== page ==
Gary Downey elected president of the Society for Social Studies of Science
Gary Downey, Alumni Distinguished Professor of Science and Technology in Society, has been elected the 20th president of the Society for Social Studies of Science.
Following a year as president-elect, Downey will serve a two-year term for the international society of 1,500 members, roughly half of whom hail from outside the United States.
Downey has a long record of active professional leadership. As former director of Virginia Tech’s Science and Technology in Society graduate program, Downey led efforts to introduce new degree tracks and hire faculty in social/cultural studies and politics/policy studies of science and technology, while maintaining existing strengths in history and philosophy of science. These changes made the program attractive to a broader range of students and better prepared graduates to help scientists and engineers address the social dimensions of their work.
Recognized internationally as founding leader of a unique interdisciplinary field called Engineering Studies, Downey’s leadership has been instrumental in other professional organizations. He is founding organizer and co-coordinator of the International Network for Engineering Studies. As chair of the liberal education division at the American Society for Engineering Education, Downey led an effort to rename the division and rebuild it around the study of engineering in society.
Downey has similar plans for his new leadership position. “I'll focus on ways of highlighting [Science and Technology in Society] theory and other scholarly practices that work to make a difference beyond the field,” he said. “[Science and Technology in Society] programs have spread across the planet and gained significant scholarly status, yet these tend to be small and reside in relatively marginal physical and intellectual spaces.”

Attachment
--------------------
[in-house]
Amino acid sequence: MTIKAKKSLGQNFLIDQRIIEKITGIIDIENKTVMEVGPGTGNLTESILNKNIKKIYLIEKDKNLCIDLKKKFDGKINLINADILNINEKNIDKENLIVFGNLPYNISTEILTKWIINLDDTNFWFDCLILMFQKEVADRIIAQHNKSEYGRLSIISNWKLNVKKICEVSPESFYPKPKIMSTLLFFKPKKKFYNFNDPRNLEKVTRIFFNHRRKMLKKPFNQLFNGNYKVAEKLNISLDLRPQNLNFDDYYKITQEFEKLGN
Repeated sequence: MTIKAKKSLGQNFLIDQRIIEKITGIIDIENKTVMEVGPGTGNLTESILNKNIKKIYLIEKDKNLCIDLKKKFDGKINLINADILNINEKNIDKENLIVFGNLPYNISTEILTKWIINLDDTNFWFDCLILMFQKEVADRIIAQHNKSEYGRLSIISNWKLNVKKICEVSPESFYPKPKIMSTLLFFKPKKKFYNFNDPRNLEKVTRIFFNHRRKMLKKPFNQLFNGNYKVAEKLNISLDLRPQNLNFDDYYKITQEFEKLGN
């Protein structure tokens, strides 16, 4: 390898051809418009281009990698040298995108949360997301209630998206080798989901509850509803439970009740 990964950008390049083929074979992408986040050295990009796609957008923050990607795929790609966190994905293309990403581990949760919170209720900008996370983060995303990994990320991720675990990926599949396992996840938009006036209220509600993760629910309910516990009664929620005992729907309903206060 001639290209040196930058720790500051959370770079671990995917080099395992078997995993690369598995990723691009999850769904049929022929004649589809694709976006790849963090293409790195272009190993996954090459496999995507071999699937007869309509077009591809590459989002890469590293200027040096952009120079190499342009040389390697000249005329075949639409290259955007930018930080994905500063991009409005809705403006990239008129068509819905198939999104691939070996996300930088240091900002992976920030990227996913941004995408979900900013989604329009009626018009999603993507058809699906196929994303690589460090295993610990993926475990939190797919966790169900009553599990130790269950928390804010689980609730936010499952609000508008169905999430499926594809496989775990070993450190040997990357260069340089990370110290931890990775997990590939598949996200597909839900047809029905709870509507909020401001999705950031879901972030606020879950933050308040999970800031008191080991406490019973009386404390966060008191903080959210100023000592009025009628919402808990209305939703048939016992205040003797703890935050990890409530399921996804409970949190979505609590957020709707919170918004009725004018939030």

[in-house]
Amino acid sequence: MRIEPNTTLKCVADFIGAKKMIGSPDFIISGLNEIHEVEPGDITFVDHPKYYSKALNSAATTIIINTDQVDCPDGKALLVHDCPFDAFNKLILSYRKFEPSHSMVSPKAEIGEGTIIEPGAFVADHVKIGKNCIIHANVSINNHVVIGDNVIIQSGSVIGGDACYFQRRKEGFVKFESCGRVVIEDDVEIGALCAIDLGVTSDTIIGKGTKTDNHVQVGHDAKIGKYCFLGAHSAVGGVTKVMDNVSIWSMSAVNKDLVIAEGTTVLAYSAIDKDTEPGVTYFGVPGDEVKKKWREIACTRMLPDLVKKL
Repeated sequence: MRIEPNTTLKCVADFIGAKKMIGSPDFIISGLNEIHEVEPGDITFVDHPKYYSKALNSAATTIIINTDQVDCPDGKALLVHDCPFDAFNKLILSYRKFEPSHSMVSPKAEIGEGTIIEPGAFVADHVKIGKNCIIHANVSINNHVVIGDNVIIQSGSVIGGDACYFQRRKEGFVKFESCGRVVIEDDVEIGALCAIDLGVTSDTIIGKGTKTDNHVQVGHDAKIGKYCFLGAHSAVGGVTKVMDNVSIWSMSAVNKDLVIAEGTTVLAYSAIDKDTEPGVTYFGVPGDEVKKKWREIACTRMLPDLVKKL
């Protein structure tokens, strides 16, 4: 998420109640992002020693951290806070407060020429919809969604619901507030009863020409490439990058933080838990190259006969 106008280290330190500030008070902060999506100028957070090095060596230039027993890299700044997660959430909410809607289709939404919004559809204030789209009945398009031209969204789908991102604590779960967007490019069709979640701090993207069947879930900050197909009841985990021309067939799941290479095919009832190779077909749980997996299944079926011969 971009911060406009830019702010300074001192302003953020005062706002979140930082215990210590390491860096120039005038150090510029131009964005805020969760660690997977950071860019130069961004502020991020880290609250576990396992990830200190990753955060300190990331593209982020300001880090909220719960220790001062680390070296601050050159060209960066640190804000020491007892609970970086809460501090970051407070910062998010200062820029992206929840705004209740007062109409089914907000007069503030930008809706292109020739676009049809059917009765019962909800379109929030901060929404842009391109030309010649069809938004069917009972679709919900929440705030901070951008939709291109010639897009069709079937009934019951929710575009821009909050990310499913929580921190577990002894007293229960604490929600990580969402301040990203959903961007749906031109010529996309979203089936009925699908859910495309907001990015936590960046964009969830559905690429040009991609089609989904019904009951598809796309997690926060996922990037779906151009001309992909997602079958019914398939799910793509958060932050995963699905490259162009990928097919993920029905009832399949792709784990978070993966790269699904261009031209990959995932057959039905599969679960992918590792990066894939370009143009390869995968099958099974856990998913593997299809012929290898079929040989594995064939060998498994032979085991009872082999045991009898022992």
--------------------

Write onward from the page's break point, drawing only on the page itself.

A Society for Social Studies of Science member for 29 years, Downey has served on its council and chaired its publications committee. He also led a commissioned study critiquing U.S. immigration policy’s impact on scholarly work. In concert with others, Downey says he would like to help the program scale up by adding formal recognition of accomplishments in teaching, program development, and outreach. He also says he intends to expand the sociey’s efforts worldwide by engaging and promoting research initiatives, accomplishments, and communities beyond its historical foci on United States and Western European scholarship.
Downey, who is also an affiliated professor in engineering education, women’s and gender studies, and sociology, was honored in 2011 with Virginia’s Outstanding Faculty Award, the commonwealth’s highest honor for faculty. A key curricular architect of Virginia Tech’s program in Science and Technology Studies, Downey has designed 15 new courses and also led one previous complete revision of the Ph.D. program.
Downey completed his master’s degree and Ph.D. at the University of Chicago and earned a pair of bachelor degrees from Lehigh University. His 65 publications include four books, three special journal issues, 30 articles in refereed journals, and 18 book chapters. He has received 17 external grants totaling $1.3 million. Downey has mentored 83 students in every Science and Technology in Society arena. He edits the Engineering Studies journal for Routledge, the Engineering Studies Series for MIT Press, and the Global Engineering Series for Morgan & Claypool.
Elected Fellow of the American Anthropological Association, he is also winner of the American Society for Engineering Education’s Sterling Omsted Award, recognizing “distinguished contributions to liberal education in engineering education.” At Virginia Tech, he won the William E. Wine Award for career excellence in teaching, the XCaliber Award for excellence in teaching with technology, the Graduate School award for best dissertation advisor, and the Edward S. Diggs Teaching Scholars Award for innovative scholarship in teaching.